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Linking hydrological variations at local scales to regional climatic teleconnection patterns
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  • Kabir Rasouli,
  • Karis Scharold,
  • Taufique Mahmood,
  • Nancy Glenn,
  • Danny Marks
Kabir Rasouli
Environment and Climate Change Canada Québec
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Karis Scharold
University of North Dakota
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Taufique Mahmood
University of North Dakota
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Nancy Glenn
Boise State University
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Danny Marks
USDA-ARS
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Peer review status:IN REVISION

25 Jun 2020Submitted to Hydrological Processes
25 Jun 2020Assigned to Editor
25 Jun 2020Submission Checks Completed
25 Jun 2020Reviewer(s) Assigned
02 Aug 2020Review(s) Completed, Editorial Evaluation Pending
07 Aug 2020Editorial Decision: Revise Major

Abstract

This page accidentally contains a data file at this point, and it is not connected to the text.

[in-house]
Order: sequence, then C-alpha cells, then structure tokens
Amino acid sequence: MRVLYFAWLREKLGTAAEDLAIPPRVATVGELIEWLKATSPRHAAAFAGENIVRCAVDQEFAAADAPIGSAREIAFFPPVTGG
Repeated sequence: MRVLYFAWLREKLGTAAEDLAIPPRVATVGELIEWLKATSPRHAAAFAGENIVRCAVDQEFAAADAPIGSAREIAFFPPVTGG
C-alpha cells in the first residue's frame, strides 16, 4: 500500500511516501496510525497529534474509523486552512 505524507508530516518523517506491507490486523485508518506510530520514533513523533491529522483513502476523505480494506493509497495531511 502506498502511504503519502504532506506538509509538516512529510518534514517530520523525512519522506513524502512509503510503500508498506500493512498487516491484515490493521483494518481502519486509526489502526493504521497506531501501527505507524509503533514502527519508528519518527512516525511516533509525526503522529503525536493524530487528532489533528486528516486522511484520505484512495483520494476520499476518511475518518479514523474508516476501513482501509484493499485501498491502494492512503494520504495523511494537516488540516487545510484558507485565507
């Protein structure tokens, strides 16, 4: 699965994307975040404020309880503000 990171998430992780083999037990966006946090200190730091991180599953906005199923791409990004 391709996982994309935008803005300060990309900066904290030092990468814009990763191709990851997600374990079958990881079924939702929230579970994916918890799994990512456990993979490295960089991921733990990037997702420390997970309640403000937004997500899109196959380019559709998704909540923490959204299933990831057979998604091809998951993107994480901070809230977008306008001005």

Interactions between the land surface and the atmosphere play essential roles in hydrological variations at local scales. Variations of regional climate patterns over preceding years have key effects on the seasonal water and moisture conditions in the following year. The linkage between regional climate and local hydrology is challenging due to scale differences, both spatially and temporally. In this study, multiple hydroclimatic phases were identified to relate climatic teleconnection patterns to hydrological processes in a small headwater basin within Reynolds Creek Experiment Watershed, Idaho, USA. A singular spectrum analysis and a combination of hydrological observations and outputs from a physically based hydrological model were used for this purpose. Results showed that a positive phase of North Atlantic Oscillation (NAO) is more influential than a positive phase of the Pacific North American (PNA) pattern on the observed annual runoff and the modeled rain on snow runoff in the study area. Specifically, we found a 43% and 26% shift below normal in annual runoff and rain on snow runoff from NAO and a 29% and 9% below normal from PNA. More frequent rain on snow events were observed under a positive phase of Antarctic Oscillation, leading to a 45% increase in the rain on snow runoff, which accounts for one-third of the mean annual runoff. A high runoff-to-precipitation ratio was observed in the study area under negative phases of Arctic Oscillation and Sea Surface Temperature in the Niño 3.4 region of the Equatorial Pacific Ocean. A switch in the phase of the teleconnection patterns of NAO and PNA in 2012 was concomitant with a transition from wet to dry conditions in the basin, suggesting the importance of the regional teleconnections in affecting snow and runoff regimes at local scales. The identified hydroclimatic phases can be implemented in operational models to improve uncertainties in hydrological forecasts, climate projections, and water resources planning.